Disabled: ‘We refuse to be treated like this’ [Archives:2006/953/Reportage]

June 8 2006
Some students like to help disabled people.
Some students like to help disabled people.
Photo from archived article: photos/953/report1_2
Photo from archived article: photos/953/report1_2
By: Samar Mujalli
[email protected]

Upon entering Al-Salam School for the Handicapped, one can see how cooperative its students are. Those who can walk help those in wheelchairs, as students there understand each other's needs and try to help as much as possible.

The situation for the handicapped has changed for the better in recent years, as nowadays, education and more work opportunities are available to them. Unfortunately, such positive changes didn't include respecting and treating them normally.

“The disabled should be respected and admired for their determination in overcoming the daily challenges they face,” said head of the Yemeni Society for Rehabilitating the Physically Handicapped, Ali Wijeeh, paralyzed in an accident 30 years ago. “The biggest dilemma the handicapped face – and mostly cannot overcome – is the wrong perception others have about disability. For many, disability equals not being able to do anything.”

According to a survey conducted in 2006, there are 1.37 million handicapped individuals in Yemen, however, this number cannot be verified as accurate because many still deny having handicapped members in their families. Many disabled, especially in rural areas, spend their lives in locked rooms, never going out. They spend their lives alienated from people and alienated from their own abilities. In some families, the handicapped die without others even knowing of their existence.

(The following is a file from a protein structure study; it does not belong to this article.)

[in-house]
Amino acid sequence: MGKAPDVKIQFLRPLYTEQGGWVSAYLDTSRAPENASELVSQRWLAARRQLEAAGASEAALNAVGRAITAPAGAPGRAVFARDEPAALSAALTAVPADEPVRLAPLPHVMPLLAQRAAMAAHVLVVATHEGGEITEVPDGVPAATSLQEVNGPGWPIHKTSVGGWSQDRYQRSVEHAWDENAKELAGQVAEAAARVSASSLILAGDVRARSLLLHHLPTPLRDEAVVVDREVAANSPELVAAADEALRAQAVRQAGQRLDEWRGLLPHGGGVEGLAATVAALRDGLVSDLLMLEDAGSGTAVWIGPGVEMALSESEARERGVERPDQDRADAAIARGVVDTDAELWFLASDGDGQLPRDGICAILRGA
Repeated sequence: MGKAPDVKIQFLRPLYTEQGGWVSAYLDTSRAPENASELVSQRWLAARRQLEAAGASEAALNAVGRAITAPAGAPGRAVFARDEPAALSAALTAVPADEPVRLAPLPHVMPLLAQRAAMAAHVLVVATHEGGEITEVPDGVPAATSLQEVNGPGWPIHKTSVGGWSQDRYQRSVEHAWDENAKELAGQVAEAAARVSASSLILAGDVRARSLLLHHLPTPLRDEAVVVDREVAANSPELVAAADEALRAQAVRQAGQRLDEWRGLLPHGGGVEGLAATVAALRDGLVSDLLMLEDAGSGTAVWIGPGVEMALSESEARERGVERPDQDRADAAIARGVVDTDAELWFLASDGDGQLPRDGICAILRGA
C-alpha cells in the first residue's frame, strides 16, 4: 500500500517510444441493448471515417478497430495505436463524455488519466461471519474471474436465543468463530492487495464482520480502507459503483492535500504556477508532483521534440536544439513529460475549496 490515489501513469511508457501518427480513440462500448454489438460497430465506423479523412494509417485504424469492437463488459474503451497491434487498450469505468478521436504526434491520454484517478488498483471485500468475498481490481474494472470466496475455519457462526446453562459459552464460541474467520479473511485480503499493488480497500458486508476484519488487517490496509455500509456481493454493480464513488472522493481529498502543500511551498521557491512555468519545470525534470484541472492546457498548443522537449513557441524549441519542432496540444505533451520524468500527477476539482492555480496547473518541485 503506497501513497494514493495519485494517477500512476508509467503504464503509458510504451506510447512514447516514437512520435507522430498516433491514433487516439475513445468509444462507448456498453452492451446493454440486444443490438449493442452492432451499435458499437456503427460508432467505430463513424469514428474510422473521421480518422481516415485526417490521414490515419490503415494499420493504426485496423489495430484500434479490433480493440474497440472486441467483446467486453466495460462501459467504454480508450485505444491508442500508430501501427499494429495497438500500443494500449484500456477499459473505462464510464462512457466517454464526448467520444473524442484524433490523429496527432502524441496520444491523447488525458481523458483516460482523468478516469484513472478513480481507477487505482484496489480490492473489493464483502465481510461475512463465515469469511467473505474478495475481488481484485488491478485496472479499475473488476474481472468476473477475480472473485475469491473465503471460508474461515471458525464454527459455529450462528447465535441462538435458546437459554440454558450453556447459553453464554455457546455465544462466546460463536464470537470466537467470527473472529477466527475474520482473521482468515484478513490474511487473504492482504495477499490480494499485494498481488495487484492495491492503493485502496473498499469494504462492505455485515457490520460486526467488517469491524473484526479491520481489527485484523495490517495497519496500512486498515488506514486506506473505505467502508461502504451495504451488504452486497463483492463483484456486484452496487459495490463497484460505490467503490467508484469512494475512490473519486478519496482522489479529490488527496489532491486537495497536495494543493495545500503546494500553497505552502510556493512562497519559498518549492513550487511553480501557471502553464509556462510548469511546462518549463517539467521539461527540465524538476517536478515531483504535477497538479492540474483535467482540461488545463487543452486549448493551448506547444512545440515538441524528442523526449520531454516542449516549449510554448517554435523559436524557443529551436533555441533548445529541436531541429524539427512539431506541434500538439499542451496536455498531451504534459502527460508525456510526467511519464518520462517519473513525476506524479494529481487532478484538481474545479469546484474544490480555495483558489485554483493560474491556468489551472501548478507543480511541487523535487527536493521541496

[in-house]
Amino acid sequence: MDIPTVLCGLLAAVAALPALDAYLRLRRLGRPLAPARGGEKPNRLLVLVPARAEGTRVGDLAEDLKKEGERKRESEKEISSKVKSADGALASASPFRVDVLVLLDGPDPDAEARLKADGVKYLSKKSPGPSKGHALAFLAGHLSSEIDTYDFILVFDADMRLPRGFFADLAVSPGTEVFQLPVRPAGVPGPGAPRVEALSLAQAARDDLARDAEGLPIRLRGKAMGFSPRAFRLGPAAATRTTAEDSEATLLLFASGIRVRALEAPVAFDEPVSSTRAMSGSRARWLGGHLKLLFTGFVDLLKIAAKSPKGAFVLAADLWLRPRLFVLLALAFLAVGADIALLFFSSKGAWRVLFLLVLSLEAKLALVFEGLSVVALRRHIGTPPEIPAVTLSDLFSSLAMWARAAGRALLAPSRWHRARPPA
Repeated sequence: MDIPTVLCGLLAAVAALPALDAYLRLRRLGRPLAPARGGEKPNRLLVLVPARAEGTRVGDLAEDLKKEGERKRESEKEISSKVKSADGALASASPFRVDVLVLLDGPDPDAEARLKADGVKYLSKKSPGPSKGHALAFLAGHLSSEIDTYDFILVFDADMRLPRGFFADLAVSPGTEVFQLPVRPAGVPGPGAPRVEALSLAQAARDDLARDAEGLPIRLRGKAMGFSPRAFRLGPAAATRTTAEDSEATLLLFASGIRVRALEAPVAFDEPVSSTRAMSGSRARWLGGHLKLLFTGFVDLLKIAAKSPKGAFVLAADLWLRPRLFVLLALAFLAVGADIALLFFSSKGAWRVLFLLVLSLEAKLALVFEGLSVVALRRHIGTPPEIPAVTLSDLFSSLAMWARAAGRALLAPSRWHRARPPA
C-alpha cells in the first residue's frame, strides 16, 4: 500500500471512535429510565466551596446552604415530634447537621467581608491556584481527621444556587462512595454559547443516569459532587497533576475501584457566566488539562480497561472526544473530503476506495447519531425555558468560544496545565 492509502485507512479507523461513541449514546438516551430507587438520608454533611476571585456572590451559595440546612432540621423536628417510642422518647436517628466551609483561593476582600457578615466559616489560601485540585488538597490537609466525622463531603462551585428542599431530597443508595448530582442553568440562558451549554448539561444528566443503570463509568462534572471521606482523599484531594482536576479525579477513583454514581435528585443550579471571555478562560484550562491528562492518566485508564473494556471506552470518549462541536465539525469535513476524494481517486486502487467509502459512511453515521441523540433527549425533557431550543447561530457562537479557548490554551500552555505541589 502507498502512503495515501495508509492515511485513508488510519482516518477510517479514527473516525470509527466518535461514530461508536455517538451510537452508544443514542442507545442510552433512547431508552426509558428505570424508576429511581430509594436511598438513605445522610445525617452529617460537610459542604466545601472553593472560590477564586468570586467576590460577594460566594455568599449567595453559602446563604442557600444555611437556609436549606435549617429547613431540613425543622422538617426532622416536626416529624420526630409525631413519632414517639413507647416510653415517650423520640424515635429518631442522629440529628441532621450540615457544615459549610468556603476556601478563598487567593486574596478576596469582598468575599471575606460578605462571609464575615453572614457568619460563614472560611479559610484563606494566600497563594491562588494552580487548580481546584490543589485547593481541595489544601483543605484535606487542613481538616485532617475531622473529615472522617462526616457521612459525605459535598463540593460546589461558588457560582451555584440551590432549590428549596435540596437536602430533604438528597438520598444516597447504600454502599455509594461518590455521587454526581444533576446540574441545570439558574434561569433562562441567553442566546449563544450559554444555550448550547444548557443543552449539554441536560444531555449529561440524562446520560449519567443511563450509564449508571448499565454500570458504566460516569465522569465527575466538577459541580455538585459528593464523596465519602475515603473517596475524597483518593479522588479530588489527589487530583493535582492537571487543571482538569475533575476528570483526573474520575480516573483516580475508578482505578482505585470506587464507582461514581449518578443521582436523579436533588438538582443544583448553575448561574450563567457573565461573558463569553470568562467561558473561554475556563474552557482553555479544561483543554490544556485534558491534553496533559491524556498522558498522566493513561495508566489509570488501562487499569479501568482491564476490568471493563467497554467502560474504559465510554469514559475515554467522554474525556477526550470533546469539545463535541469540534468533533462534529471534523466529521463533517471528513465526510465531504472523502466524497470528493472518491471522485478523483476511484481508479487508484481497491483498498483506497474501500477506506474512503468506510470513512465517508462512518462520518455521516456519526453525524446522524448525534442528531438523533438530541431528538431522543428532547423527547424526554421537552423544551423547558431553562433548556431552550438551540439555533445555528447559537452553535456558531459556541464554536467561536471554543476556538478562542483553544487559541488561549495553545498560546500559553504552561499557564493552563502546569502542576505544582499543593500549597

Having a disabled family member may give a family a less honorable position in society and might subject them to laughing and sarcasm by others because for many, disability is a shame. Some families believe having a handicapped individual in the family will drive away others and marriage might become an obstacle because of the disabled.

“For the handicapped to live a simple life and learn and work like anyone else, they must work twice as hard,” said Nabil Al-Amari, a disabled teacher at the Yemeni Society for Rehabilitating the Physically Handicapped. “In order for the disabled to succeed, they must overcome their disabilities by socializing with others,” he added.

Although mingling with non-disabled students is good, such students subconsciously may discourage and depress the disabled by feeling sorry for them. Also, their fellow students daily remind the handicapped about their disabilities. Because socializing with others is the main reason for depression and self-despising, many handicapped choose not to suffer through it and eventually give up their education and ambitions.

“When I was studying in public school, I couldn't take the way girls looked at me when I walked. Before that, I didn't mind how long it took me to walk. Now I try to avoid people; therefore, I dropped out of school,” said 20-year-old high school student Moshera Al-Dobase, who has an abnormality of her left leg.